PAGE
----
At the cafe this morning, they're playing a radio station that I think should be called the Uncle Music Station: Doobie Brothers, REO Speedwagon, Foreigner, Supertramp, etc (it was Green Day who turned me on to calling this "Uncle Music" - it's the music out to which your uncle rocks). When I first came in, they were playing "Dust in the Wind," by Kansas. Man, that song takes me back - my eighth grade swing choir (ie Glee Club) spent most of the first semester working on that tune. I can still sing the cello solo. It was probably the most depressing semester of my life.
If you know the song, you will probably realize that it doesn't exactly swing. In fact, there are gregorian chants that swing a good deal more than "Dust in the Wind." Rather than swinging around, as swing choirs normally do, we just stood there and sang it, living up all to all the stereotypes about how much soul kids in the suburbs have.
In addition to not swinging, there's also nothing gleeful about "Dust in the Wing." The premise of the song is that life is short and more or less pointless - all we are is dust in the wind, drops of water in an endless sea, all of whose doings crumble to the ground and slip away, so one should not hang on... pretty grim business. There were plenty of popular songs about BEING depressed (such things really took off in the early 90s), but this was a song about why you SHOULD be depressed if you aren't.
MORE BEHIND THE CUT:
Since this took a good chunk of the semester, for some weeks I spent my first hour of every day singing "Dust in the Wind" over and over again. Most people find middle school depressing to begin with, and starting your day with a heaping helping of gloom wasn't exactly a pick-me-up.
When you spend an hour in the morning singing about how life is nasty, brutish and short, it's fairly hard to get into algebra the rest of the day. If all my money won't another minute buy, I would think, why in the hell should I be spending these transient moments trying to figure how to factor a trinomial? All we are is dust in the wind, anyway, and nothing lasts forever but the earth and sky. What's the point?
I suppose the fact that I never DID figure out how to factor a trinomial - or exactly what a trinomial is, for that matter - is probably my final revenge.
Eventually, we sang that one at a concert, and moved on to other happy songs, like "Turn Around," the most depressing song Malvina Reynolds ever wrote, "Tiger Rag," a bouncy number about animal abuse, and "Let's Step Out," a happy song -finally!- which was all about drinking illegally during prohibition. I never sang those in concert, because I moved to Snellville, Georgia before the school year ended. The chorus at my new school in Snellville was not exactly a swing choir - the only song I remember from my month or so at that school was "Ave Ave." It swung about as much as "Dust in the Wind," and the last line was something about "death's agony," but it couldn't really get me down, since it was in Latin and I didn't understand much of it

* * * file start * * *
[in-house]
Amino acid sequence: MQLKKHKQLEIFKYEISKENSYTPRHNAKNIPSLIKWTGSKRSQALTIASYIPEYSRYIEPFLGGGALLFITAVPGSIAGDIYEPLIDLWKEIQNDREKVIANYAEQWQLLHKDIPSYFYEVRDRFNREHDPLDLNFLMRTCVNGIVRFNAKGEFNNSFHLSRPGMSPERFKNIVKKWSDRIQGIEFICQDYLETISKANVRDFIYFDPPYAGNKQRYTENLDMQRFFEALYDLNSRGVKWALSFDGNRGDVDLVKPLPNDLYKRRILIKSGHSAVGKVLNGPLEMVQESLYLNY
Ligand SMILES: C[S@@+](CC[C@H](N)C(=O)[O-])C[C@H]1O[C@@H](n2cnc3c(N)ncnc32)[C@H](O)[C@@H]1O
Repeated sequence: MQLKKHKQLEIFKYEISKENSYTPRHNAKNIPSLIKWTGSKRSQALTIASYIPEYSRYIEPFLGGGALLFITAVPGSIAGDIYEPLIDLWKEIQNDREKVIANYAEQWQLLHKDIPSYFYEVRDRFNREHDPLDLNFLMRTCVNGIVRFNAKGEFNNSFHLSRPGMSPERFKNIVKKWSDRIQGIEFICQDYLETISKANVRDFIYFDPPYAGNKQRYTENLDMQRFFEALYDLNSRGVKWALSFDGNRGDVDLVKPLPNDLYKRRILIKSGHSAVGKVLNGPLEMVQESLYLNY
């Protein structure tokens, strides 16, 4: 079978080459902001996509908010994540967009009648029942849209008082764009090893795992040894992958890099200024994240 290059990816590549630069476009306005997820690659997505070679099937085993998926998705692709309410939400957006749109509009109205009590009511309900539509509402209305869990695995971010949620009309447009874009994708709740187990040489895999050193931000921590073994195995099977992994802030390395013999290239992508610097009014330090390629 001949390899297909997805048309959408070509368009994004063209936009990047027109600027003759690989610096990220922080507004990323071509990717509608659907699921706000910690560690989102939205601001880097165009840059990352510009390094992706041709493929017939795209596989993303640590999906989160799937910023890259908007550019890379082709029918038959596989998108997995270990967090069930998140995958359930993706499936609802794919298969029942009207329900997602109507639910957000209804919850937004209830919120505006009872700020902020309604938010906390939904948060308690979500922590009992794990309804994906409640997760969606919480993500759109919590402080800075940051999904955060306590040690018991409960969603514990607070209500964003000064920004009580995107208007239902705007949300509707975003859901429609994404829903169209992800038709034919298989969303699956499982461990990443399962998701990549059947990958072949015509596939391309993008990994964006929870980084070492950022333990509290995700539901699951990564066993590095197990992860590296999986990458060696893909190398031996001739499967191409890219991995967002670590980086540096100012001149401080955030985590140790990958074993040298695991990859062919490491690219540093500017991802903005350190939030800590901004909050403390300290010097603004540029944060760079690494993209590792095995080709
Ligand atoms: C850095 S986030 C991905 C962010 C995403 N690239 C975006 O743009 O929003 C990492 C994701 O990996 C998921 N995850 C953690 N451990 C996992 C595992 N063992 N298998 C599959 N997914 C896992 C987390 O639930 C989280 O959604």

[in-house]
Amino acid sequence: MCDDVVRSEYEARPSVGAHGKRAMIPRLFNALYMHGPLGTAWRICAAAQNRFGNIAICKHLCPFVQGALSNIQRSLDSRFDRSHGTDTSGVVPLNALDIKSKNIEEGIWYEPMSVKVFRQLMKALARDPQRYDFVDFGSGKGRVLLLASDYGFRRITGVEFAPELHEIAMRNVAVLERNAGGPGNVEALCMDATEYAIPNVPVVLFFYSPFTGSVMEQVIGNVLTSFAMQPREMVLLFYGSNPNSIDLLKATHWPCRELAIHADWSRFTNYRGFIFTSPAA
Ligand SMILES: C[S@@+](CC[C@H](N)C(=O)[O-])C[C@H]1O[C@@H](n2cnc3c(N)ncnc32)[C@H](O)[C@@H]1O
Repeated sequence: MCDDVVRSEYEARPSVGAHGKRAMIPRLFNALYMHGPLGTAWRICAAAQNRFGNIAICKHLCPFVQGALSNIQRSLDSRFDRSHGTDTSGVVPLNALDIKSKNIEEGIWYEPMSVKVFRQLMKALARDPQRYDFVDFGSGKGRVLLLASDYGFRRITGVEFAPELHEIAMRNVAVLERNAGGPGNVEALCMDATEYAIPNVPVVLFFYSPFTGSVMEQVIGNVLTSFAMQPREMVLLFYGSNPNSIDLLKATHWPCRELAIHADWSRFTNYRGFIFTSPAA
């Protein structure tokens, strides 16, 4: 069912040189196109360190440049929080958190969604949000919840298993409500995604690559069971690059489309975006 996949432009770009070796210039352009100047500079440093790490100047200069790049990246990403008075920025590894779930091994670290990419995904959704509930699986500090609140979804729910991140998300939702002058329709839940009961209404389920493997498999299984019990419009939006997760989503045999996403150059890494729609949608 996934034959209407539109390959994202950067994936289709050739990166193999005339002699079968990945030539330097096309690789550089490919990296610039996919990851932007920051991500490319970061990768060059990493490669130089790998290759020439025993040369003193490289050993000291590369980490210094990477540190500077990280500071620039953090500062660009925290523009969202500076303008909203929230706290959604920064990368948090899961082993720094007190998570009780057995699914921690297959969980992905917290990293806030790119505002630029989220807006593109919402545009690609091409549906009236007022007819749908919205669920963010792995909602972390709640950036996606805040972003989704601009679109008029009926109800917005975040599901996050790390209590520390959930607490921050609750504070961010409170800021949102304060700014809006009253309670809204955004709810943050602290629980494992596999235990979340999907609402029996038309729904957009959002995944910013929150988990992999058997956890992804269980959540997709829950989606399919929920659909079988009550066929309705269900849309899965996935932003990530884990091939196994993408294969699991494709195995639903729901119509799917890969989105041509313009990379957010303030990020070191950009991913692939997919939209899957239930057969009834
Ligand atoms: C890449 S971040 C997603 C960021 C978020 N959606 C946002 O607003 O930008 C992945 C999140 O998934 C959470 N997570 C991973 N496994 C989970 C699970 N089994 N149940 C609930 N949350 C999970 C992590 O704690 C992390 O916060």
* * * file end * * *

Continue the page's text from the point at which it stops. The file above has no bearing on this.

I can still sing the first few lines of it, though - I can still sing most of practically every song I ever had in music class as a kid, up to and including "The Music Fact Rap." I was in 2nd grade when we did that one - our music teacher was an older, grouchy guy that I've told so many stories about that it's hard to separate the man from the myth. For instance, some people who were in that class with me swear that he once claimed that he didn't believe in shampoo, and preferred to wash his hair by sticking his head in a rain barrel. I remember him explaining what rain barrels were when we sang Playmate, but can't vouch for the rest.
He was not the best guy in the world to have as a rap teacher.
But I am an award winning opera singer.
I won an award - a burger king certificate - for my role as "mother" when my sixth grade music class (taught by the same teacher who ran the glee club) had to act out scenes from the opera "Amahl and the Night Visitors." We didn't have to sing - just act out the scenes. I sang anyway. Badly, I might add, but making a fool of myself was never something that scared me much. The teacher said I was the best mother she ever had.
I know a lot of middle school teachers end up reading my page, so here's a suggestion: if you want a crack a room full of middle schoolers up, show the video of the part of "Amahl and the Night Visitors" where Amahl plans to give baby Jesus his crutch and his mother says she's sure this king of kings already has a crutch. In the video we saw, it sounded for all the world like they were saying "crotch."